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From Georg Jansen <Georg.Jan...@Faktnet.com>
Subject RE: RollingFileAppender generates unexpected filename and/or causes IIS to hang
Date Thu, 18 Sep 2008 18:49:32 GMT
Iyver,

 

You use:

 

appendToFile=false (I always want a new file)

And you have RollingStyle=Once (this by default sets the appendToFile to
false)

 

What I think happen is that every time log4Net needs to open a log file it
opens a new file (whenever a worker process starts), and that is the reason
for the sequential thing, are you sure you don't want RollingStyle=Date? 

 

But I am uncertain about the kind of naming schema you try to accomplish?
Maybe you could explain it  - it would make it easier to make a proposal.

 

You also use the %processId as a part of the filename pattern. I just want
to mention that as far as I know you will have one processeId for each
worker process (can be several depending on the setup). Requests from the
same client can be served by different worker processes - this could
possibly make it hard to follow one client through the logs (if you need
that).

 

 

Best regards

Georg

 <http://www.l4ndash.com> http://www.l4ndash.com - log4net dashboard

 

 

 

 

From: Iyer, Devan [mailto:devan.iyer@sap.com] 
Sent: 16. september 2008 22:09
To: log4net-user@logging.apache.org
Subject: RollingFileAppender generates unexpected filename and/or causes IIS
to hang

 

We are using rolling file appender in an IIS managed C# application. Our
log4Net deployment is configured with the following options specified in
basic.xml: <appendToFile value="false" /> <countDirection value="0" />
<maximumFileSize value="512KB" /> <maxSizeRollBackups value="100" />
<rollingStyle value="Once" /> <staticLogFileName value="false" />. The file
pattern for our log file name is
"abc_%date{yyyyMMdd_HHmmss}_%processid_.log".

We have observed in our production environment that occasionally filenames
would be created with patterns like
"abc_%date{yyyyMMdd_HHmmss}_%processid_.log.1",
"abc_%date{yyyyMMdd_HHmmss}_%processid_.log.1.2",
"abc_%date{yyyyMMdd_HHmmss}_%processid_.log.1.2.3", etc. We have observed
filenames with the dot+sequential numbers pattern after the .log to be
anything from ".1" to ".220". This is one of two unexpected behaviours
observed.

 

The second unexpected behaviour seems to a special case of the first that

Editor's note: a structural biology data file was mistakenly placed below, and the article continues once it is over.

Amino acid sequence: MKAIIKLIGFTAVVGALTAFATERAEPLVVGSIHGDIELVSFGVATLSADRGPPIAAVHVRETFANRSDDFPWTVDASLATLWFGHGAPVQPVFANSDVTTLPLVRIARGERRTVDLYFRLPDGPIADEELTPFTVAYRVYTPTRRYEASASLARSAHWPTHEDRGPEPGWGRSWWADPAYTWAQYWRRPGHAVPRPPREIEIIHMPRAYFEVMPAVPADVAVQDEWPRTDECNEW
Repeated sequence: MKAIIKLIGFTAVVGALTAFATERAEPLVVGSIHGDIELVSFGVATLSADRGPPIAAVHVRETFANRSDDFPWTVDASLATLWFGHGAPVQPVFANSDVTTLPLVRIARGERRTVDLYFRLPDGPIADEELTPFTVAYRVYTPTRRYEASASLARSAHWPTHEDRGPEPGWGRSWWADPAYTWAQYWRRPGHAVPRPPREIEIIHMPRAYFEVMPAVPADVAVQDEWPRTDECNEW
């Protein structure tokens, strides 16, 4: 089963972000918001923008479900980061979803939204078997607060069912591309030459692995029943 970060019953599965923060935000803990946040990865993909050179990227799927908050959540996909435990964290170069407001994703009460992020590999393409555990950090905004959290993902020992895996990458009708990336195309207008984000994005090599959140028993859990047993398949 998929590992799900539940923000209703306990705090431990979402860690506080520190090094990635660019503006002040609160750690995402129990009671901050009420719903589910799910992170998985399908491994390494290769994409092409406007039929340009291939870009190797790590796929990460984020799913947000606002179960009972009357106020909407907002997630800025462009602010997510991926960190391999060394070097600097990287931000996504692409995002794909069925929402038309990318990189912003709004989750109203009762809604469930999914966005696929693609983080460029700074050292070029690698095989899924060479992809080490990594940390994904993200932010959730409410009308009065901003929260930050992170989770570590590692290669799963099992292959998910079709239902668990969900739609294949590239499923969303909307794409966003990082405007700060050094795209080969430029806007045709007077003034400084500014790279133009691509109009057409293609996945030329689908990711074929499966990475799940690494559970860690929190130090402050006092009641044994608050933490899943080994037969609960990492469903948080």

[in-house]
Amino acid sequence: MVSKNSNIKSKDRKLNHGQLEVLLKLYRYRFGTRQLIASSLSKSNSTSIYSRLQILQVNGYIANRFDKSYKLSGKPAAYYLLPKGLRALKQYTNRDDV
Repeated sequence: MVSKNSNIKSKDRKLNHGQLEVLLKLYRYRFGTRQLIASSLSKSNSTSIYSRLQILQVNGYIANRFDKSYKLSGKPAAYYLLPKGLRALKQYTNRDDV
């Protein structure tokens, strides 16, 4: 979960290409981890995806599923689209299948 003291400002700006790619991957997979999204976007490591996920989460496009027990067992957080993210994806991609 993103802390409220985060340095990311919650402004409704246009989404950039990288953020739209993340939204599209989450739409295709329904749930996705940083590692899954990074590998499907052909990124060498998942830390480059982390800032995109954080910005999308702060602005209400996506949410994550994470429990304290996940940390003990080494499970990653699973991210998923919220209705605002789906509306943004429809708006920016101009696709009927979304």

occasionally causes IIS to hang (100% CPU consumption). An analysis of
several crash dumps taken at the time of the hang indicated that
RollingFileAppender had in memory a filename of the same pattern as above
but with the number of characters [base filename pattern]+[recurring
extension pattern] exceeding 255 characters. It is very likely that an
attempt to create a file by such name on NTFS would throw exceptions at
various levels - managed and native - and hence the file itself is never
created.

 

To the best of our knowledge, there were no events to trigger the filename
to be rolled. As indicated in the configuration options, we are using
RollingStyle of "Once". (The log file content is minimal at the time the
symptoms occur - total file size is about 2K - and the times of occurrence
are totally non related).

 

We have been unable to capture the workflow leading up to the symptoms above
due to the high number of users and document types in our production
environment. The permissions on the logging folder are static. However, we
have found a simple workflow in our lab environment, using permissions, that
produce similar symptoms. This workflow is:

 

- Right click on the logging folder and select "Properties"

- Under the "Security" tab ensure that IIS_WPG group doesn't have write
access to the logging folder.

- Restart IIS

- Launch our application and view a document.  Check the logging folder to
make sure that a logfile is not created.

- View a few more documents

- Change the permission on the logging folder and ensure IIS_WPG group has
write access to the folder.  DO NOT restart IIS after changing the
permission.

- Launch our application and view another document.

- At this point a logfile with a filename pattern described will be found in
the logging folder.

 

As mentioned, it is unlikely that permissions are the trigger in our event
but it is likely that the same code is creating these unexpected patterns
irrespective of the trigger.


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